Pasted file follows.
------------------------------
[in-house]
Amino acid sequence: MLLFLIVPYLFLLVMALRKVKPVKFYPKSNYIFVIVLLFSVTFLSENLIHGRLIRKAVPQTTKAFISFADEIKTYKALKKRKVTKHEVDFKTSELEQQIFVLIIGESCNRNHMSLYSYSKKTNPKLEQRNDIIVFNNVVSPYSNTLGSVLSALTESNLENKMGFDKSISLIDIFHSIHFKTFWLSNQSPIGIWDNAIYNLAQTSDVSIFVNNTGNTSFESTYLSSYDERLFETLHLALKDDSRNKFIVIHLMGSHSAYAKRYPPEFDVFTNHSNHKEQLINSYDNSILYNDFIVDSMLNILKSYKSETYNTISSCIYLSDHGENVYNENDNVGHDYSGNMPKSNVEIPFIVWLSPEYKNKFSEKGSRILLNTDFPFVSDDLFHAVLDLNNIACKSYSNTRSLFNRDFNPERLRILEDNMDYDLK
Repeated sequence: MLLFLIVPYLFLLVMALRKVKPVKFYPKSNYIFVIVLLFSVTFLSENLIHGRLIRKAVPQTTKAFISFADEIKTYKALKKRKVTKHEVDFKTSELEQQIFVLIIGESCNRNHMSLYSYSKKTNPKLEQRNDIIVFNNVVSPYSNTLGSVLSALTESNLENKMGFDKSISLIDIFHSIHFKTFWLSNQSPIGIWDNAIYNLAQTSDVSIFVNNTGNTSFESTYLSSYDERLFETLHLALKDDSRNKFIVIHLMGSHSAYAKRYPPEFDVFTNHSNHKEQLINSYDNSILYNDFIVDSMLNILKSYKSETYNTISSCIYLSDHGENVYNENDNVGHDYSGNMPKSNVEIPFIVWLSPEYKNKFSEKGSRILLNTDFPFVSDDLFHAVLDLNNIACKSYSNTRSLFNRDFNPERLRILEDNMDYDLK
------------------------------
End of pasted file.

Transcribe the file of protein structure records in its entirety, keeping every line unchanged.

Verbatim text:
[in-house]
Amino acid sequence: MLLFLIVPYLFLLVMALRKVKPVKFYPKSNYIFVIVLLFSVTFLSENLIHGRLIRKAVPQTTKAFISFADEIKTYKALKKRKVTKHEVDFKTSELEQQIFVLIIGESCNRNHMSLYSYSKKTNPKLEQRNDIIVFNNVVSPYSNTLGSVLSALTESNLENKMGFDKSISLIDIFHSIHFKTFWLSNQSPIGIWDNAIYNLAQTSDVSIFVNNTGNTSFESTYLSSYDERLFETLHLALKDDSRNKFIVIHLMGSHSAYAKRYPPEFDVFTNHSNHKEQLINSYDNSILYNDFIVDSMLNILKSYKSETYNTISSCIYLSDHGENVYNENDNVGHDYSGNMPKSNVEIPFIVWLSPEYKNKFSEKGSRILLNTDFPFVSDDLFHAVLDLNNIACKSYSNTRSLFNRDFNPERLRILEDNMDYDLK
Repeated sequence: MLLFLIVPYLFLLVMALRKVKPVKFYPKSNYIFVIVLLFSVTFLSENLIHGRLIRKAVPQTTKAFISFADEIKTYKALKKRKVTKHEVDFKTSELEQQIFVLIIGESCNRNHMSLYSYSKKTNPKLEQRNDIIVFNNVVSPYSNTLGSVLSALTESNLENKMGFDKSISLIDIFHSIHFKTFWLSNQSPIGIWDNAIYNLAQTSDVSIFVNNTGNTSFESTYLSSYDERLFETLHLALKDDSRNKFIVIHLMGSHSAYAKRYPPEFDVFTNHSNHKEQLINSYDNSILYNDFIVDSMLNILKSYKSETYNTISSCIYLSDHGENVYNENDNVGHDYSGNMPKSNVEIPFIVWLSPEYKNKFSEKGSRILLNTDFPFVSDDLFHAVLDLNNIACKSYSNTRSLFNRDFNPERLRILEDNMDYDLK